Linux: Extreme load on idle CPU

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Linux: Extreme load on idle CPU – Managing your servers can streamline the performance of your team by allowing them to complete complex tasks faster. Plus, it can enable them to detect problems early on before they get out of hand and compromise your business. As a result, the risk of experiencing operational setbacks is drastically lower.

But the only way to make the most of your server management is to perform it correctly. And to help you do so, this article will share nine tips on improving your server management and fix some problem about linux, performance, monitoring, oracle, load-average.

I’m investigating a strange situation with extreme load (but low CPU, IOWAIT, SYS, disk/network activity) on one of our linux servers on which many oracle database instances are running.

When having some cpu load on the machine, everything looks quite normal, as we can see in vmstat:

 procs -----------memory---------- ---swap-- -----io---- --system-- -----cpu-----
 2  0 193312 1959440 403368 38270032    0    0  2504    25 4660 3916 16  5 78  1  0
 1  0 193312 1899352 403560 38277932    0    0  2198  1720 5175 4675 14  5 79  2  0
 1  3 193312 1878992 403584 38279024    0    0 13900 14261 2054 2704  6  1 93  1  0

As soon as the machine is idling, it shows a strange behavior:

procs -----------memory---------- ---swap-- -----io---- --system-- -----cpu-----
102  0 173164 1909664 408596 38271676    0    0  1124  1094 2312 2345  4  3 91  3  0
15  5 173164 1909968 408620 38271904    0    0   256   677  472  843  2  0 98  0  0
94  0 173164 1858988 408664 38311548    0    0   292   161 1786 1600  5  2 92  1  0
51  0 173164 1859832 408664 38311856    0    0   849   957 1044 1436  2  1 95  2  0
200 12 173164 1859708 408680 38311840    0    0    96   536  559  636  1  0 99  0  0
60  0 173164 1844480 408704 38328308    0    0   288   653  632  830  1  1 98  0  0
124  0 173164 1845340 408712 38329748    0    0   144   947 1746 1926  3  2 95  1  0
48  1 173164 1850432 408752 38329792    0    0   268   844 1783 1862  2  3 94  1  0
509  0 173164 1882880 408752 38329832    0    0    60    12 1893 1726  2  2 95  1  0
125  0 173164 1884208 408768 38329868    0    0   160   816 1918 2426  4  1 95  0  0

As yo can see in the first column, we have a high run queue length, what sar -q 1 confirms:

04:18:29 PM   runq-sz  plist-sz   ldavg-1   ldavg-5  ldavg-15
04:18:30 PM         3      1288     15.13      9.40     11.92
04:18:31 PM         1      1298     15.13      9.40     11.92
04:18:32 PM        34      1298     15.13      9.40     11.92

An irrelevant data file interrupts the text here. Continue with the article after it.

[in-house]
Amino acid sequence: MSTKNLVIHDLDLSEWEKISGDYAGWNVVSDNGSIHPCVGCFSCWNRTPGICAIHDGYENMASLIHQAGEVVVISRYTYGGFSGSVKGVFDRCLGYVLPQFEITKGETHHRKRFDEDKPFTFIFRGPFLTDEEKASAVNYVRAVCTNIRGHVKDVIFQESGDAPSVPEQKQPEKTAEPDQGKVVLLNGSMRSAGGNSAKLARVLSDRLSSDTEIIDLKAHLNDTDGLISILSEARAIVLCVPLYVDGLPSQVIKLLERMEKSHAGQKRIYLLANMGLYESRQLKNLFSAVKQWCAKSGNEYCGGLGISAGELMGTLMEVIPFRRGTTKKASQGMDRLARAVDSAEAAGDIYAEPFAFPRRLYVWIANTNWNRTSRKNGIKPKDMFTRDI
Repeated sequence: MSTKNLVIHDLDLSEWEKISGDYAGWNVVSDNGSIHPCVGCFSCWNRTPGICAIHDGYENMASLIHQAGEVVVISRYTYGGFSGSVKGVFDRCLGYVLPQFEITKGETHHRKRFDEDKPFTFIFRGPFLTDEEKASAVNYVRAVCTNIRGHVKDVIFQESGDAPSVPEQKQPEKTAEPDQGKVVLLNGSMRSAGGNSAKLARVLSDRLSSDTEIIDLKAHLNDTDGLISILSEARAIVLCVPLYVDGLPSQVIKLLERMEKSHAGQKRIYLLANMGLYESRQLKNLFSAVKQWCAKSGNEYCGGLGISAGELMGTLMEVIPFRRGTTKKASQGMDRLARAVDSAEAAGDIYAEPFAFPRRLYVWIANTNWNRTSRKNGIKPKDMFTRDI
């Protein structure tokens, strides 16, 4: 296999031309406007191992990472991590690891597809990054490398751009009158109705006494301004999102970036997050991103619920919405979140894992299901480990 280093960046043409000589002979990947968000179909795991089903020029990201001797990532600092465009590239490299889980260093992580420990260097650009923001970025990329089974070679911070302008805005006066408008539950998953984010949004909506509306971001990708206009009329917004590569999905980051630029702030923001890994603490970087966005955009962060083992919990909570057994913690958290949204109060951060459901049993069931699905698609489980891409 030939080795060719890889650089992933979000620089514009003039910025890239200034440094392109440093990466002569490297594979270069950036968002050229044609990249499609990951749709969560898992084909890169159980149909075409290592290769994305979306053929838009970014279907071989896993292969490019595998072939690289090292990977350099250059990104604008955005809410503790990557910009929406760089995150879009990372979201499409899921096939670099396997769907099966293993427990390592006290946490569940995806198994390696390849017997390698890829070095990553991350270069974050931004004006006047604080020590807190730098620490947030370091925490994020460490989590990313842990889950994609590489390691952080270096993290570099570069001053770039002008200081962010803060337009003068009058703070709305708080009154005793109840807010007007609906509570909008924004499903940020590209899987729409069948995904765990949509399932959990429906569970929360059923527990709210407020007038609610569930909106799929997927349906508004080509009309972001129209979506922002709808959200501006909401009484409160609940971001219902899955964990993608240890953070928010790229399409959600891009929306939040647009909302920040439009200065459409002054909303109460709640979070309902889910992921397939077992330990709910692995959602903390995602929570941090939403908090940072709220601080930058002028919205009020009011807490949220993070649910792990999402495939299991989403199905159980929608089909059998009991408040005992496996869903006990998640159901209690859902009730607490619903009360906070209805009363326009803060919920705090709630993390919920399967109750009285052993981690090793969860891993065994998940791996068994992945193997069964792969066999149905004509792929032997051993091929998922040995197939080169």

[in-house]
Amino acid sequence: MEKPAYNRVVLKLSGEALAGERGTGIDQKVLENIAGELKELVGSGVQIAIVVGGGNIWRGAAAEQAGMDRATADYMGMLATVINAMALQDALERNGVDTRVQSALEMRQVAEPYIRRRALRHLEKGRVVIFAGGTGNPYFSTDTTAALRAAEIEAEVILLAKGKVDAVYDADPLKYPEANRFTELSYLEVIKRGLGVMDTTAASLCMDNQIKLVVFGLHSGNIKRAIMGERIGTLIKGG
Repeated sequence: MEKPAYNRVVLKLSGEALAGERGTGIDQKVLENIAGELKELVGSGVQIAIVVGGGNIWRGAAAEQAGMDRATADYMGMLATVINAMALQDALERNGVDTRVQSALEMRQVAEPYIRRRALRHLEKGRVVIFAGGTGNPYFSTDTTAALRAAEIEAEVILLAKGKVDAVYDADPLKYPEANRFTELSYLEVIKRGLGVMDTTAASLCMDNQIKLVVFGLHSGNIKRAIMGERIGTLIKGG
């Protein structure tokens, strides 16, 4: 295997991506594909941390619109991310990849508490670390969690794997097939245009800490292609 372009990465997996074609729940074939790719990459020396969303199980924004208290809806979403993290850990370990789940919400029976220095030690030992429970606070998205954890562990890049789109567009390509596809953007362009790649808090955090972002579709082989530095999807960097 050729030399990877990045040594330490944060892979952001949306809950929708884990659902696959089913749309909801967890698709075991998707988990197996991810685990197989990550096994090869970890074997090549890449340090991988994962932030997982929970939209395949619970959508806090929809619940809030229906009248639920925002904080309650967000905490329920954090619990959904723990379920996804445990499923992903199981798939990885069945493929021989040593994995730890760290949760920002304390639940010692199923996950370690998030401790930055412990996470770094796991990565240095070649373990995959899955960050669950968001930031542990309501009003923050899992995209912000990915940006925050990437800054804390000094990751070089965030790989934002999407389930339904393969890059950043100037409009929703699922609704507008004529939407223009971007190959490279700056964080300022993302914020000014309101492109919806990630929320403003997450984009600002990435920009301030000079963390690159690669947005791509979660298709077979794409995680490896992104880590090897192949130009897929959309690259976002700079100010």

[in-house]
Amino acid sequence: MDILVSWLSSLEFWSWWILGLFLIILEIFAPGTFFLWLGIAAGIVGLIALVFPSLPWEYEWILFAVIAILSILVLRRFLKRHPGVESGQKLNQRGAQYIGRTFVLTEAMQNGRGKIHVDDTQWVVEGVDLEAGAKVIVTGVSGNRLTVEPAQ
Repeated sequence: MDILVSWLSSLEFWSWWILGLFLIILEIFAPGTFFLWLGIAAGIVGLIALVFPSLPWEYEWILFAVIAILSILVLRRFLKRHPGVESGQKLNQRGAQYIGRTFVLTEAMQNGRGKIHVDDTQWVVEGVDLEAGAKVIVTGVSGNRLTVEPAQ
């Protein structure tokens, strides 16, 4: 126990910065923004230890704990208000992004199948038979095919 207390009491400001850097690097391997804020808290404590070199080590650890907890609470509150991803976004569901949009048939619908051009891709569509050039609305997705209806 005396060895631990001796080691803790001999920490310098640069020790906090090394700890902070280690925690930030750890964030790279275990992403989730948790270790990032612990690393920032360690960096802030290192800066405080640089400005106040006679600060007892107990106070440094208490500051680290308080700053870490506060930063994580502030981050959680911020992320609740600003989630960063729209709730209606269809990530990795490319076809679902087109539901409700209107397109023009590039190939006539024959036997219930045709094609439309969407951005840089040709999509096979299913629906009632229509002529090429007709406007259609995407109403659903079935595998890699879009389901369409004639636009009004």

04:18:34 PM         3      1298     15.28      9.52     11.95
04:18:35 PM        64      1302     15.28      9.52     11.95
04:18:36 PM         5      1302     15.28      9.52     11.95
04:18:37 PM         0      1302     15.28      9.52     11.95
04:18:38 PM        62      1302     15.28      9.52     11.95
04:18:39 PM        13      1302     17.26     10.03     12.10
04:18:40 PM         3      1303     17.26     10.03     12.10
04:18:41 PM        90      1302     17.26     10.03     12.10
04:18:42 PM         7      1302     17.26     10.03     12.10
04:18:43 PM        17      1302     16.12      9.91     12.05
04:18:44 PM       400      1302     16.12      9.91     12.05

As a consequence, load average is looking very scary, too (using uptime):

16:21:43 up 16 days,  2:16,  2 users,  load average: 78.91, 28.88, 18.29

As soon as there’s some cpu load, everything seems to normalize:

15:18:27 up 16 days,  1:13,  1 user,  load average: 0.95, 1.37, 1.81

ps r -A shows nothing interesting (I suspect many processes in R or D state – but this is not the case):

  PID TTY      STAT   TIME COMMAND
28947 pts/0    R+     0:00 ps r -A

I can rule out many short-living processes as a cause.

Questions:

  • What can cause such a behavior?
  • How to drill down this issue further?

Solution :

This is more an FYI (as I can’t comment yet): The run queue counts threads, not processes. To look for runnable and uninterruptible sleeping threads using ps you can use:

ps -eLo stat,pid,user,command | egrep "^STAT|^D|^R" 

There is a bug in the latest kernel version (after 2.6.32), that causes the system to increase dramatically the load average on idle due to changes in the load average calculation method.

For more information you can check the Red Hat official post.

There’s also an open case in bugzilla.

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